Democracy is a system of government in which citizens exercise power directly or elect a representative from among themselves to form a governing body, such as a parliament. It is also referred to as “rule by the people” or “rule of the majority”.
The term “democracy” first appeared in ancient Greek political and philosophical thought in the city-state of Athens during classical antiquity. The word originates from the Greek word demos meaning “common people” and kratos meaning “strength”. It was established in 508-507 BC in Athens led by Cleisthenes, who is known as the “father of Athenian democracy”.
Equality is fundamental to democracy, which is present in each individual’s right to vote. In this system of government, each individual’s vote has equal weight. Democracy requires that each individual be free to participate in the political economy’s self-government, thus, political freedom lies at the heart of the concept of democracy.
The United Nations reaffirmed at the 2005 World Summit that “democracy is a universal value based on the freely expressed will of people to determine their political, economic, social and cultural systems and their full participation in all aspects of their lives,” There is no fixed definition of the term democracy, there is scope for each country to operate democracy differently. Nevertheless, there are some essential facets of what is universally considered democratic in government:
- Free, fair and frequent elections mean that all adult citizens can vote in elections and stand for office. The elections are fundamentally honest and transparent. Voters must not be stopped from voting and all votes must be accurately counted. Elections should be held often enough to enable people to exercise their control of the government. People must have alternate sources of information to make informed choices, therefore freedom of the press is an essential aspect of democratic government.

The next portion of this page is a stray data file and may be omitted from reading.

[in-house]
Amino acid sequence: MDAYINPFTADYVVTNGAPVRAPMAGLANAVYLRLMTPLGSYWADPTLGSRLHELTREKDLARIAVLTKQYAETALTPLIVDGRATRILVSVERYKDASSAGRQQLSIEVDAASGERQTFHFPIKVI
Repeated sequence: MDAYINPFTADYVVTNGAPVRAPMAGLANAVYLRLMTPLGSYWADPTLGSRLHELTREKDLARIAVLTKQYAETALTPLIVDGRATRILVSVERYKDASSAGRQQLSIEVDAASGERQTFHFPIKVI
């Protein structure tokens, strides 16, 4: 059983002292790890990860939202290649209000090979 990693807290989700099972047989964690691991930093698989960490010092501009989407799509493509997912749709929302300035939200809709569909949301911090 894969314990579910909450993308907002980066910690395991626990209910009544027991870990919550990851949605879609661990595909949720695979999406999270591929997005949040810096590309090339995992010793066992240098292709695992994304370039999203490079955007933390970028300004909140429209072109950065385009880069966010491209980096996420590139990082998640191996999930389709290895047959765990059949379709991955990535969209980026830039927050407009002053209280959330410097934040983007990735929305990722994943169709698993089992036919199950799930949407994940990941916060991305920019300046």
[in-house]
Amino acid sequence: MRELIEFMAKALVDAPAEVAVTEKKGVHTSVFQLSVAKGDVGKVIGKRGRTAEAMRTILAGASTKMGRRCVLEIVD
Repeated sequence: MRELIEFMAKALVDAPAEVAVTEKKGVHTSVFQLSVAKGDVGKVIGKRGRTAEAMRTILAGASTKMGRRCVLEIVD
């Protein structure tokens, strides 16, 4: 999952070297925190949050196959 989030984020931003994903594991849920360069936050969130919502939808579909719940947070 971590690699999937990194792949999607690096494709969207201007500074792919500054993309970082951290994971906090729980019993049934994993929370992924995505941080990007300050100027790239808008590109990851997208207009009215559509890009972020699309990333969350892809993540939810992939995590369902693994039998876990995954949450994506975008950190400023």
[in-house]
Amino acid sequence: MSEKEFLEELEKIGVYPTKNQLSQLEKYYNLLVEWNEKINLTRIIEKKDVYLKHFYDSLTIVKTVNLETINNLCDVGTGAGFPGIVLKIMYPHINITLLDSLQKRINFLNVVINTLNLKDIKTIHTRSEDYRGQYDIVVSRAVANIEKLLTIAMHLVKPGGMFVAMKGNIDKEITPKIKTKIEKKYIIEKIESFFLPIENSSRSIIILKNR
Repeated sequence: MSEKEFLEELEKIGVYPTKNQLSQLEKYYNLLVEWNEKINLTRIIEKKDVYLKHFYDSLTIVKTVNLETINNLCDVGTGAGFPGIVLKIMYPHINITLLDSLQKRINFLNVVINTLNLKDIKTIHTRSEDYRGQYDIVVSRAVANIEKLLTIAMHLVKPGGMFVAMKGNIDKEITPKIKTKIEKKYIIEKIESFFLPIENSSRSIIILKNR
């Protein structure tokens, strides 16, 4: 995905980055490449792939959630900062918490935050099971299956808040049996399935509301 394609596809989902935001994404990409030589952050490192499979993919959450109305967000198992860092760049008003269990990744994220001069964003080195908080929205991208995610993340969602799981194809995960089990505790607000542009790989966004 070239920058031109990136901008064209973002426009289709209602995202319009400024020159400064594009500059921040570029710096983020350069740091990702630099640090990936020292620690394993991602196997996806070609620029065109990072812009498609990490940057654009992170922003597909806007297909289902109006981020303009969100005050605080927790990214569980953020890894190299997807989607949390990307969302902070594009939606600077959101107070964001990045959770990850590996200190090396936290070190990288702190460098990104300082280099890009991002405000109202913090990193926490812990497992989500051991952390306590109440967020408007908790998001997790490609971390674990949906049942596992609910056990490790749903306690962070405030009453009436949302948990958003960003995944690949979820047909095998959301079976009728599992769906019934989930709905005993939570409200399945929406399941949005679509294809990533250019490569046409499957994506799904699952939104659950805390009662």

- Constitutional government limits government power by authoritative fundamental laws embedded in the constitution, which is usually a written document. Constitutions define and limit official powers. No one is above the rule of law.
- The central purpose of democracy is to protect fundamental rights that all individuals are entitled to. These rights include freedom of the press, freedom of individual expression, right to privacy, right to freedom of association in public and private life, political and religious freedom, etc.
Democracy in India:
India is the world’s largest democracy, with a population of over 1.37 billion in 2019, all endowed with a right to vote. On 15 August 1947 India became an independent country in which its citizens were given the right to vote and elect their leaders, irrespective of their caste, religion, gender or disability. The Constitution of India, which came into force on 26th January,1950 is the longest constitution of any independent nation and states that the country is sovereign, socialist, secular, democratic and republic. The constitution also endows citizens with 6 democratic rights:
- Right to equality
- Right to freedom
- Right against exploitation
- Right to Freedom of Religion
- Cultural and Educational Rights
- Right to constitutional remedies
- Tarini Ranadive